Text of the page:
If you’re looking at this page, chances are that you’re either having to pay child support or you’re having to make someone pay. In either case, the law is the same and most cases will be pretty easy to get resolved. Let’s talk about the basics first.
Child support will be ordered in 99% of cases in which one parent has physical custody of the minor child. This is usually true whether the parents share joint “legal” custody or not. The idea is that the primary custodial parent has actual possession of the child more of the time and therefore has a greater financial burden than the noncustodial parent. Thus, the question of whether child support will be paid, and by whom, is really answered by reference to the custody of the child. For more information about child custody in general, you should click here.
Once we determine who will be paying child support, we then have to figure out how much will be paid. Child support calculation is pretty standard. It is mostly determined by a chart that is published by the Arkansas Supreme Court. You may have heard of this – it’s called Administrative Order No. 10; the child support chart. Click here to see Administrative Order No. 10.
Generally, we begin by determining the payor’s gross income for child support purposes (“GICSP”). This gross income amount may be the same as gross income for tax purposes, but it may also be higher (or sometimes lower). Ordinarily, GICSP is just going to be wages, salaries and tips, but it can include income from any source (except SSI). A frequent issue that comes up when calculating GICSP relates to self-employed payor’s who “live out of their business.” In these cases, the payor is an independent contractor or owns a business and has their business pay many of the expenses they would ordinarily have to pay themselves – like cell phones, car payments, insurance payments, and even their mortgage. This allows them to show much less “income” to themselves and therefore their child support calculation will produce a lower child support amount. There are several ways to defend this maneuver or try to defeat it. Click here to visit my page focused on self-employed payor’s. Also click here to learn about discovery in family law cases, which explains how we can get the information we need to calculate GICSP.
After we calculate the payor’s GICSP, we determine the payor’s state and federal income tax amounts, as well as certain payroll tax amounts, and add in any health insurance premiums that are attributable to the children. All of these amounts are subtracted from GICSP. Lastly, we subtract any child support payments that are being paid by the payor for a different child or children (like from a previous marriage). Once all of those subtractions have been completed, what we have is called net income for child support purposes (“NICSP”).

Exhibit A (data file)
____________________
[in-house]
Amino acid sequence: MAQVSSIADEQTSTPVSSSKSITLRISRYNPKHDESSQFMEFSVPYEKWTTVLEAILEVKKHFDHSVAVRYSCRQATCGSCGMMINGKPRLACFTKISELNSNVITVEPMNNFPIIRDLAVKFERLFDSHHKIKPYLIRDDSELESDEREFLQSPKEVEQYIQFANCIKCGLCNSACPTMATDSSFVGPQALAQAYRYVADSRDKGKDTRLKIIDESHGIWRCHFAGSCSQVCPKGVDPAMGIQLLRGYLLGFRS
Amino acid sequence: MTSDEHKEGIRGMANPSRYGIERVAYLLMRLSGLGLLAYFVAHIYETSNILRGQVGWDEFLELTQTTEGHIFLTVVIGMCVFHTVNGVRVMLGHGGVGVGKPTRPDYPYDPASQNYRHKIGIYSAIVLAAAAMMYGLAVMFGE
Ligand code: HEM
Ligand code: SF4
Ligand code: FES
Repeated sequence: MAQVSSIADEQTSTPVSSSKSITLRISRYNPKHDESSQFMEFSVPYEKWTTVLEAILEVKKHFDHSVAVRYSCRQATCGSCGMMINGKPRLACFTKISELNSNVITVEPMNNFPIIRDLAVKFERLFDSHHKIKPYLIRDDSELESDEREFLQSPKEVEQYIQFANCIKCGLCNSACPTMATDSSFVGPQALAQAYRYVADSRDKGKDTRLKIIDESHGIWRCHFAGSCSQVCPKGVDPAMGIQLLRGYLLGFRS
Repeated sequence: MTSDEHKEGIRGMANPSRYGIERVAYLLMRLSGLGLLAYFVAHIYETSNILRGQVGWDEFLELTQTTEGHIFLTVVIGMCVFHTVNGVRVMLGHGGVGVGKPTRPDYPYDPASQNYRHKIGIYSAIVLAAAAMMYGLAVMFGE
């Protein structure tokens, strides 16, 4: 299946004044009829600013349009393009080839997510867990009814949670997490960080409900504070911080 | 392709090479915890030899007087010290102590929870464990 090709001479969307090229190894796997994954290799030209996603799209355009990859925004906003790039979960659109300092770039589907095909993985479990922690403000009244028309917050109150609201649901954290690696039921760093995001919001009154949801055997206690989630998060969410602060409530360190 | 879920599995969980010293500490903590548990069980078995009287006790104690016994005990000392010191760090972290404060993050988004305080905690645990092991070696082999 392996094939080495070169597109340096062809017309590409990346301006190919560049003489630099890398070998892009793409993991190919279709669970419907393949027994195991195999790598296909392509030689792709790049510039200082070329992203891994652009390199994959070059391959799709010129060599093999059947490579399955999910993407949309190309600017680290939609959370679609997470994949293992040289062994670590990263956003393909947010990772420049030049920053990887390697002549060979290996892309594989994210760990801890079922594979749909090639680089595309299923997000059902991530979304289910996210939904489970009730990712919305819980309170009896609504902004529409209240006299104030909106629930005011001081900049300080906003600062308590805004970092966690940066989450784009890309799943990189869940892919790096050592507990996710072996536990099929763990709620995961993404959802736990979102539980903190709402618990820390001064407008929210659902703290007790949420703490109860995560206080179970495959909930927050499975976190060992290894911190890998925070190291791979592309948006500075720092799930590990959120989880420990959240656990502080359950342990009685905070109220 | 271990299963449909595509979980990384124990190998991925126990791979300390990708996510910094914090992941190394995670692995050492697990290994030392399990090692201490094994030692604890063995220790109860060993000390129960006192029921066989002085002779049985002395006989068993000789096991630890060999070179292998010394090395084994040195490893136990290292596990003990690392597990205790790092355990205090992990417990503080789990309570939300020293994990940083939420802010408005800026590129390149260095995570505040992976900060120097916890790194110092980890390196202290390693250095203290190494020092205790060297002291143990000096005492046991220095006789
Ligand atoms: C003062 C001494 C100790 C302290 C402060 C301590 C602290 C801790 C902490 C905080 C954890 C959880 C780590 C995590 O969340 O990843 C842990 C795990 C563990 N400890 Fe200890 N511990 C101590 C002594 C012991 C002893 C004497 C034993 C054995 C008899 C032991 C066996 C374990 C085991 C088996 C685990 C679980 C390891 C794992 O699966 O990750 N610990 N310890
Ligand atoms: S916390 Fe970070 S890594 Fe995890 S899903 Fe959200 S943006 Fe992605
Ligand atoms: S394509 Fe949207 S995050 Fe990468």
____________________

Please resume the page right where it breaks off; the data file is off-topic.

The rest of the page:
Once we get to NICSP, we simply plug that number into the child support chart. Depending on the pay frequency (biweekly, semimonthly, monthly, etc) and the number of children, the chart will produce an amount of child support called the “presumptive child support obligation.” This will be the payor’s actual child support obligation 99% of the time. However, in some cases, the presumptive child support obligation can be increased or decreased based on the unique circumstances of the case. These increases or decreases are called upward and downward deviations from the presumptive child support obligation, and deviations are examined more closely on this page.
The child support obligations are always set by court order or decree, the parties can usually negotiate on the child support obligation and prepare an “agreed order” which the court will usually sign without any fuss or need for a hearing. (Some judges won’t sign an agreed order if it contains a significant downward deviation that is unjustified.)
Once the child support has been ordered, it will usually be paid either directly to the custodial parent, or paid through the court registry, or paid through the Arkansas Child Support Clearinghouse.
If child support is ordered and not paid, then the custodial parent can usually get a separate judgment against the payor for the amount that went unpaid. Judgments can be handy tools to have, and judgments for child support are superjudgments – they cannot be discharged in bankruptcy and they take priority over most other claims. Click on this page to learn more about child support enforcement and collections.
Sometimes a payor’s child support obligation needs to be changed because he or she had an increase or decrease in GICSP of more than $100 per month (and a few other reasons). Either the payor or the custodial parent can file a motion seeking to modify the payor’s child support obligation and, again, the parties can prepare an agreed order to send to the judge instead of having a hearing. Click here to learn about modification of child support.
Child support can be a sensitive topic for both parties. While payor’s are usually happy to take care of their children, they sometimes hate the idea of paying large sums of money every month to their ex-spouse or ex-partner. Likewise, custodial parents may resent a late-paying or non-paying payor. In the end, sometimes court action is the only option left.
If you have any questions about child support in Arkansas, I am happy to make myself available to visit. I can be reached on my cell phone at 501-519-0186, or at the office at 501-222-7378, or by email at firstname.lastname@example.org.
Thanks to the terrific guide